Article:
No greenbacks if Biscayne Green deletes any traffic lanes
Never before have we welcomed a veto of aid to Miami, but we hail Gov. Rick Scott’s roadblock of $1 million geared to narrow Biscayne Boulevard. That funding would be worse than mere waste – it would do harm.
The vetoed cash was to have helped choke the eight-lane boulevard at the heart of downtown down to six lanes or even four to create instead a vast pedestrian promenade called Biscayne Green and two bike lanes.
Don’t laugh – that reduction of the north-south artery near the bay to add a broad footpath has been in the works over at Miami’s Downtown Development Authority for 12 years and in December got more than $400,000 in US funds to study whether it can actually work.
Save the cash. Most of us could detail for a lot less than $400,000 what it would do to downtown rush hours – now stretching 16 hours – to cut lanes 25% or 50% on a vital artery whose only alternative is the iffy Metromover.
We get it: beautifying the boulevard for pedestrians and cyclists would truly enhance downtown and improve urban living. Removing most boulevard parking would help.
We’d welcome the idea if the state funding were geared to accomplish only those aims without also deleting lanes for cars that will remain vital until we add a real transit network someday.
But plans now are to get rid of those lanes based on the misguided claim that boulevard traffic wouldn’t slow a bit. That could only be true if drivers left cars to walk or bicycle, or if autonomous cars that can run within inches of one another and thus need fewer traffic lanes were our mobility.
For far less than $400,000 we can report that these other modes of travel downtown are, at best, years off – if they ever materialize.
Meanwhile, Biscayne Boulevard plays several roles other than as a beautiful urban promenade.
First, the boulevard is also our slice of US 1, the first federal highway, which runs from Key West to Maine. It’s no longer the primary East Coast route – interstates are – but it’s a major link for those 2,369 miles. No way should we carve out one mile as a pedestrian promenade, especially when a perfectly good but underused park across the street could do the job.
Second, since the development authority in all good faith planned this beautiful centerpiece a dozen years ago downtown has grown – and grown and grown and grown.
In that time along the boulevard downtown we’ve added all the traffic from the two-building Adrienne Arsht Center for the Performing Arts, The Frost Museum of Science, the Pérez Art Museum Miami and Genting’s bayfront events space where the Miami Herald then stood.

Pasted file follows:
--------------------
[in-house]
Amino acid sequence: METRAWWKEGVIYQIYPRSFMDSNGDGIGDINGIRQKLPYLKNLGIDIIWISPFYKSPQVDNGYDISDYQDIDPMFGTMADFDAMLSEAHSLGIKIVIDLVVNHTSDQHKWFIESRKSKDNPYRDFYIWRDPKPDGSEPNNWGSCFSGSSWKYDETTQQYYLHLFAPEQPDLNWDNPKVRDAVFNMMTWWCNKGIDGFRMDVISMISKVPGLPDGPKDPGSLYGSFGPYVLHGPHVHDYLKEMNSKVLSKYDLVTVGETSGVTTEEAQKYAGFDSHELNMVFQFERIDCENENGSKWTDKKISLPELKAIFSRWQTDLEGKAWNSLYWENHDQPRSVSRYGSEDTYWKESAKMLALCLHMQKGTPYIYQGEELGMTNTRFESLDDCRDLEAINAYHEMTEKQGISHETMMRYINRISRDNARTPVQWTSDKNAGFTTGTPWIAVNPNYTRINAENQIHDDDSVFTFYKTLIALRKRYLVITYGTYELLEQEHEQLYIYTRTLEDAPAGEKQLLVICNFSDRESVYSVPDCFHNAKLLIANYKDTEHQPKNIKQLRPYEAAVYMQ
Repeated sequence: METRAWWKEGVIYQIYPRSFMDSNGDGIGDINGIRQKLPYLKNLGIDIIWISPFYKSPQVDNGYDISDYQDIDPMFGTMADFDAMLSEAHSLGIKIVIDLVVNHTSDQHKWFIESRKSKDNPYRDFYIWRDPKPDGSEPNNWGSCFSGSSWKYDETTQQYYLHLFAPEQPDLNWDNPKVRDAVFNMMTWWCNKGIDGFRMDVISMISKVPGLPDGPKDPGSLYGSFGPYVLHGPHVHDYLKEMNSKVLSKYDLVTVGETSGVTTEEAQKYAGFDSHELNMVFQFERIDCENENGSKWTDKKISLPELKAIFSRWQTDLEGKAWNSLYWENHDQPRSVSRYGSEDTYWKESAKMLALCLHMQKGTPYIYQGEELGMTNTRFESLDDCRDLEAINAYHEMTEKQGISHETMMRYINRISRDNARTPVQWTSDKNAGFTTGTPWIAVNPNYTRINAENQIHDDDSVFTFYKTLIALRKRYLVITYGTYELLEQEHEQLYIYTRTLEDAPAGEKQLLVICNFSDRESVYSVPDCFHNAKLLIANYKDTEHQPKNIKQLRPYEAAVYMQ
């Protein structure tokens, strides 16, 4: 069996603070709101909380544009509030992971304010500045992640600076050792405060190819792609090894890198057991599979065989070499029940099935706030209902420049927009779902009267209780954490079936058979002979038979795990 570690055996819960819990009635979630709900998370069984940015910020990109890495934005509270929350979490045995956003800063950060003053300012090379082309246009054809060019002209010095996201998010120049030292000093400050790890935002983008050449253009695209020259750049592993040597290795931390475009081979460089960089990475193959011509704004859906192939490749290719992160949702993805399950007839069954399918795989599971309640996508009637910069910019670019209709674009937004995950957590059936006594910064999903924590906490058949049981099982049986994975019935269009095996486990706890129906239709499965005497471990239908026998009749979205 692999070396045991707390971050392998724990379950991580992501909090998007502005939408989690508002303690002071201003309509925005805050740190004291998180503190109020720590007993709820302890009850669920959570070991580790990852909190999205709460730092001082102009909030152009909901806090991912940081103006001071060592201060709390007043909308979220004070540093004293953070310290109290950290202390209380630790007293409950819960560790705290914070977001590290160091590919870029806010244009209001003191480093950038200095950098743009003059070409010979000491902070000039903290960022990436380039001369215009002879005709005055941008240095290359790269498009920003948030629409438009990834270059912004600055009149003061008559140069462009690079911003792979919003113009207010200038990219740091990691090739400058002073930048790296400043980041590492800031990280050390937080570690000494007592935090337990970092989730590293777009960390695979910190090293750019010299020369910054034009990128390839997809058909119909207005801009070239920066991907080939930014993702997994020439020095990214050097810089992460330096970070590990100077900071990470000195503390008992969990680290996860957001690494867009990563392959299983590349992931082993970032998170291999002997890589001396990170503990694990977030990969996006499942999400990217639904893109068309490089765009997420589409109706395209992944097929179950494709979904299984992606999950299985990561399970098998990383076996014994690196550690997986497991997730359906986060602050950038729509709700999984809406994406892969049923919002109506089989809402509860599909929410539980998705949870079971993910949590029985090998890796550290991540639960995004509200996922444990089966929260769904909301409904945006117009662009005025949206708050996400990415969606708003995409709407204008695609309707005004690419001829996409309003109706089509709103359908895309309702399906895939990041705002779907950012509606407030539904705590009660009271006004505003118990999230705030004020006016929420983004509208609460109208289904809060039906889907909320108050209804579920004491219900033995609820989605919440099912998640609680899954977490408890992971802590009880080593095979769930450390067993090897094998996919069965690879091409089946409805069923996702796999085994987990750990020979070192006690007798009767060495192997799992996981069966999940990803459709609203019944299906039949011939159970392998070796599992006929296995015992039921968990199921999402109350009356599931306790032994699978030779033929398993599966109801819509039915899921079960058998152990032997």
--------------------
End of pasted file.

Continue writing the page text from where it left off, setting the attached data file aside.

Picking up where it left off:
The boulevard is also the gateway to American Airlines Arena and an upgrading Bayside Marketplace, an entrance to PortMiami, and the eastern entry to a fast-growing 24-hour downtown that back in 2006 was shutting down at 5 p.m. and was death valley on weekends. No longer.
Moreover, county commissioners are seriously weighing two more museums along the boulevard downtown, and it’s home to more residential high-rises than were contemplated 12 years ago. All of those add to traffic density.
Meanwhile, other traffic mushrooms. In 2006, just before the development authority offered its plan to cut downtown car flow, we noted tens of thousands of condo units rising and wrote “We say we’ve got gridlock now, but wait until we add 100,000 to 200,000 more cars… [to cause] coming traffic congestion Miamians cannot yet imagine.” Today, we don’t imagine it; we live it.
It wasn’t just newcomers adding cars: within the past four years 40,000 county residents daily have stopped using mass transit. Whether they’re in their cars or in Ubers, all are back on roads, an uncounted number downtown.
With all of that, the drive to slice driving lanes on Biscayne Boulevard has rolled on for 12 years – fortunately, going as slowly as the cars that the planners want to further slow.
The state considered $1 million for the boulevard plan in 2015 and actually ranked it 16th of 34 requests, but funded only the first 12 and left it out.
The development authority has never said how it would fund the rest of this work; a 2015 estimate was $24 million for medians alone. But last year it did get Miami’s parking authority, which actually handles developments, to agree to run the project, thereby protecting revenues from 387 parking spaces in that stretch of the boulevard. The authority is looking at underground parking there.
That parking shift could add beauty above ground without slowing traffic. But unless underground work included multiple north-south lanes, there should be no narrowing of the boulevard above ground. We need more traffic flow, not less.
Until the promenade plan focuses on more movement rather than less, it’s a waste of time and money and could do long-term harm. The governor is right – veto this whole outdated idea.